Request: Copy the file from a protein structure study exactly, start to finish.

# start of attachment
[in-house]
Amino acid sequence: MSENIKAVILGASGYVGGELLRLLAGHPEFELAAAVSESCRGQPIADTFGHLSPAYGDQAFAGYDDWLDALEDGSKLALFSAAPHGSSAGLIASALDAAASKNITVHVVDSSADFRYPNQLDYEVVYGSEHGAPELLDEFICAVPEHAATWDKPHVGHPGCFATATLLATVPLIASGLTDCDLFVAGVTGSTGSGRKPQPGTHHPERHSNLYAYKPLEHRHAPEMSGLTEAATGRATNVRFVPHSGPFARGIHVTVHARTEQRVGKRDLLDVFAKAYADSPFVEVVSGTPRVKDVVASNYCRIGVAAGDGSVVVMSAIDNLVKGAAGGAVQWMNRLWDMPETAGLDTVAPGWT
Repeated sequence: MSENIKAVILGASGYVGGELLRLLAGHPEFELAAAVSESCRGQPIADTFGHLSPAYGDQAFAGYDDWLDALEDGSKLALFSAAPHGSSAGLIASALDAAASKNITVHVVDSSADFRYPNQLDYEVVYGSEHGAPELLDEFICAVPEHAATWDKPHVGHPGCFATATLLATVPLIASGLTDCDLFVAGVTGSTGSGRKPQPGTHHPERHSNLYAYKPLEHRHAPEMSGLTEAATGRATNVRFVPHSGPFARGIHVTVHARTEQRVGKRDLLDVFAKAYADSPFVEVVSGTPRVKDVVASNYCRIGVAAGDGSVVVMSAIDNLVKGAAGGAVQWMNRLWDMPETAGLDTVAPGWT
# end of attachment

[in-house]
Amino acid sequence: MSENIKAVILGASGYVGGELLRLLAGHPEFELAAAVSESCRGQPIADTFGHLSPAYGDQAFAGYDDWLDALEDGSKLALFSAAPHGSSAGLIASALDAAASKNITVHVVDSSADFRYPNQLDYEVVYGSEHGAPELLDEFICAVPEHAATWDKPHVGHPGCFATATLLATVPLIASGLTDCDLFVAGVTGSTGSGRKPQPGTHHPERHSNLYAYKPLEHRHAPEMSGLTEAATGRATNVRFVPHSGPFARGIHVTVHARTEQRVGKRDLLDVFAKAYADSPFVEVVSGTPRVKDVVASNYCRIGVAAGDGSVVVMSAIDNLVKGAAGGAVQWMNRLWDMPETAGLDTVAPGWT
Repeated sequence: MSENIKAVILGASGYVGGELLRLLAGHPEFELAAAVSESCRGQPIADTFGHLSPAYGDQAFAGYDDWLDALEDGSKLALFSAAPHGSSAGLIASALDAAASKNITVHVVDSSADFRYPNQLDYEVVYGSEHGAPELLDEFICAVPEHAATWDKPHVGHPGCFATATLLATVPLIASGLTDCDLFVAGVTGSTGSGRKPQPGTHHPERHSNLYAYKPLEHRHAPEMSGLTEAATGRATNVRFVPHSGPFARGIHVTVHARTEQRVGKRDLLDVFAKAYADSPFVEVVSGTPRVKDVVASNYCRIGVAAGDGSVVVMSAIDNLVKGAAGGAVQWMNRLWDMPETAGLDTVAPGWT